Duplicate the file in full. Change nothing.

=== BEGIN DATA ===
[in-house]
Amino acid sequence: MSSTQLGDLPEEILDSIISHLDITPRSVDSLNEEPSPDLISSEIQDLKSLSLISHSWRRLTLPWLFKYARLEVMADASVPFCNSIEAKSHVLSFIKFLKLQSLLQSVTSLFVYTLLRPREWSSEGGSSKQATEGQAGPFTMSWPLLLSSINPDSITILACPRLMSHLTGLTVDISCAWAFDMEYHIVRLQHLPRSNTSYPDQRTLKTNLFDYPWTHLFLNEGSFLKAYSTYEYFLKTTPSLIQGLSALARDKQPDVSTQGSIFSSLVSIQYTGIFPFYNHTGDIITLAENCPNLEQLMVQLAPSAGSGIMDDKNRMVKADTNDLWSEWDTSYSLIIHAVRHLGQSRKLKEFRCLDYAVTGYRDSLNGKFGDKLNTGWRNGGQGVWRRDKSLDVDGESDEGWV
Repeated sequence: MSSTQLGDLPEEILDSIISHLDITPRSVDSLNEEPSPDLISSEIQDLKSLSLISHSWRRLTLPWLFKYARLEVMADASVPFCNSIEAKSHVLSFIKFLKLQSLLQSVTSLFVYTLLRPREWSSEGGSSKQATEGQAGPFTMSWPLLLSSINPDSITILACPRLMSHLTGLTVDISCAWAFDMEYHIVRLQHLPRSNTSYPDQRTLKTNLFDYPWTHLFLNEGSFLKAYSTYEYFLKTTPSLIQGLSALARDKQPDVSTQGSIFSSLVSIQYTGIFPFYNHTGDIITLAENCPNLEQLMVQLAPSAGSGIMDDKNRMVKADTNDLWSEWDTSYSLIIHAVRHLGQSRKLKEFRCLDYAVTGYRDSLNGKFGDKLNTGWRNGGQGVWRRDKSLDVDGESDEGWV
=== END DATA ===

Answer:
[in-house]
Amino acid sequence: MSSTQLGDLPEEILDSIISHLDITPRSVDSLNEEPSPDLISSEIQDLKSLSLISHSWRRLTLPWLFKYARLEVMADASVPFCNSIEAKSHVLSFIKFLKLQSLLQSVTSLFVYTLLRPREWSSEGGSSKQATEGQAGPFTMSWPLLLSSINPDSITILACPRLMSHLTGLTVDISCAWAFDMEYHIVRLQHLPRSNTSYPDQRTLKTNLFDYPWTHLFLNEGSFLKAYSTYEYFLKTTPSLIQGLSALARDKQPDVSTQGSIFSSLVSIQYTGIFPFYNHTGDIITLAENCPNLEQLMVQLAPSAGSGIMDDKNRMVKADTNDLWSEWDTSYSLIIHAVRHLGQSRKLKEFRCLDYAVTGYRDSLNGKFGDKLNTGWRNGGQGVWRRDKSLDVDGESDEGWV
Repeated sequence: MSSTQLGDLPEEILDSIISHLDITPRSVDSLNEEPSPDLISSEIQDLKSLSLISHSWRRLTLPWLFKYARLEVMADASVPFCNSIEAKSHVLSFIKFLKLQSLLQSVTSLFVYTLLRPREWSSEGGSSKQATEGQAGPFTMSWPLLLSSINPDSITILACPRLMSHLTGLTVDISCAWAFDMEYHIVRLQHLPRSNTSYPDQRTLKTNLFDYPWTHLFLNEGSFLKAYSTYEYFLKTTPSLIQGLSALARDKQPDVSTQGSIFSSLVSIQYTGIFPFYNHTGDIITLAENCPNLEQLMVQLAPSAGSGIMDDKNRMVKADTNDLWSEWDTSYSLIIHAVRHLGQSRKLKEFRCLDYAVTGYRDSLNGKFGDKLNTGWRNGGQGVWRRDKSLDVDGESDEGWV